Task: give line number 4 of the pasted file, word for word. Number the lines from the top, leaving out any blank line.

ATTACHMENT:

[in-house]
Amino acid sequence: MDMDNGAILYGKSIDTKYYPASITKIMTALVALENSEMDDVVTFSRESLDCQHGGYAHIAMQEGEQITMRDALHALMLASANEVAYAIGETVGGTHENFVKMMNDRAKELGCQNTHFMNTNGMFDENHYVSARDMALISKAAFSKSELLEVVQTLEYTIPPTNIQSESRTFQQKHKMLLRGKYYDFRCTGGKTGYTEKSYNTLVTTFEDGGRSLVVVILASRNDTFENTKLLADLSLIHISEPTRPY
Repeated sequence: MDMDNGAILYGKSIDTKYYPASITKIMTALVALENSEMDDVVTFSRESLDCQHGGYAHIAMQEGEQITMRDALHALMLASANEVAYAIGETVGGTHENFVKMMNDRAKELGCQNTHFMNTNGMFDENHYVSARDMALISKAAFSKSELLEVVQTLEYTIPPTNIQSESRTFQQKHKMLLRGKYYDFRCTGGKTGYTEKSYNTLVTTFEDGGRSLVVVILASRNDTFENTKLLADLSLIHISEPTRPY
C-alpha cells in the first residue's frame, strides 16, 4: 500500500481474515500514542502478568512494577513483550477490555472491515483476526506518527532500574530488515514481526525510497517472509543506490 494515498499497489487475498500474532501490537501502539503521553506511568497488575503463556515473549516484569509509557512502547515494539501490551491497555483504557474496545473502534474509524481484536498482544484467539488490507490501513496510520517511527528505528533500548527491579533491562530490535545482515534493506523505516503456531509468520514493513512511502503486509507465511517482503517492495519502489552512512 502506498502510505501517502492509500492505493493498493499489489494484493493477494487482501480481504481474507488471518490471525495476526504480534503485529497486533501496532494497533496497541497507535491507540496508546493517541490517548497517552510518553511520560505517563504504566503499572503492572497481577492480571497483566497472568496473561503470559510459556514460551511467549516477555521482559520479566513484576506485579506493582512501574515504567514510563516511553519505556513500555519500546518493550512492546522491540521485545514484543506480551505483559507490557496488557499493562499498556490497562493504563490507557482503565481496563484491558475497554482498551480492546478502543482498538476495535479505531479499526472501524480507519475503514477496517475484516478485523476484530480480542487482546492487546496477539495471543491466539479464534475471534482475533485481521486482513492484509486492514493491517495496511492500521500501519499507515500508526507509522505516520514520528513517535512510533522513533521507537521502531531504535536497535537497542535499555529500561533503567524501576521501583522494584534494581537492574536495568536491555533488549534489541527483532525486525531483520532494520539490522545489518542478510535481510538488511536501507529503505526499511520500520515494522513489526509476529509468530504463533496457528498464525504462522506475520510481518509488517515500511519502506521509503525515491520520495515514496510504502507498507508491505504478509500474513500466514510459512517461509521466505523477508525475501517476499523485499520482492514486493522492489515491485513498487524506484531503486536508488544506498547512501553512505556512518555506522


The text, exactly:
C-alpha cells in the first residue's frame, strides 16, 4: 500500500481474515500514542502478568512494577513483550477490555472491515483476526506518527532500574530488515514481526525510497517472509543506490 494515498499497489487475498500474532501490537501502539503521553506511568497488575503463556515473549516484569509509557512502547515494539501490551491497555483504557474496545473502534474509524481484536498482544484467539488490507490501513496510520517511527528505528533500548527491579533491562530490535545482515534493506523505516503456531509468520514493513512511502503486509507465511517482503517492495519502489552512512 502506498502510505501517502492509500492505493493498493499489489494484493493477494487482501480481504481474507488471518490471525495476526504480534503485529497486533501496532494497533496497541497507535491507540496508546493517541490517548497517552510518553511520560505517563504504566503499572503492572497481577492480571497483566497472568496473561503470559510459556514460551511467549516477555521482559520479566513484576506485579506493582512501574515504567514510563516511553519505556513500555519500546518493550512492546522491540521485545514484543506480551505483559507490557496488557499493562499498556490497562493504563490507557482503565481496563484491558475497554482498551480492546478502543482498538476495535479505531479499526472501524480507519475503514477496517475484516478485523476484530480480542487482546492487546496477539495471543491466539479464534475471534482475533485481521486482513492484509486492514493491517495496511492500521500501519499507515500508526507509522505516520514520528513517535512510533522513533521507537521502531531504535536497535537497542535499555529500561533503567524501576521501583522494584534494581537492574536495568536491555533488549534489541527483532525486525531483520532494520539490522545489518542478510535481510538488511536501507529503505526499511520500520515494522513489526509476529509468530504463533496457528498464525504462522506475520510481518509488517515500511519502506521509503525515491520520495515514496510504502507498507508491505504478509500474513500466514510459512517461509521466505523477508525475501517476499523485499520482492514486493522492489515491485513498487524506484531503486536508488544506498547512501553512505556512518555506522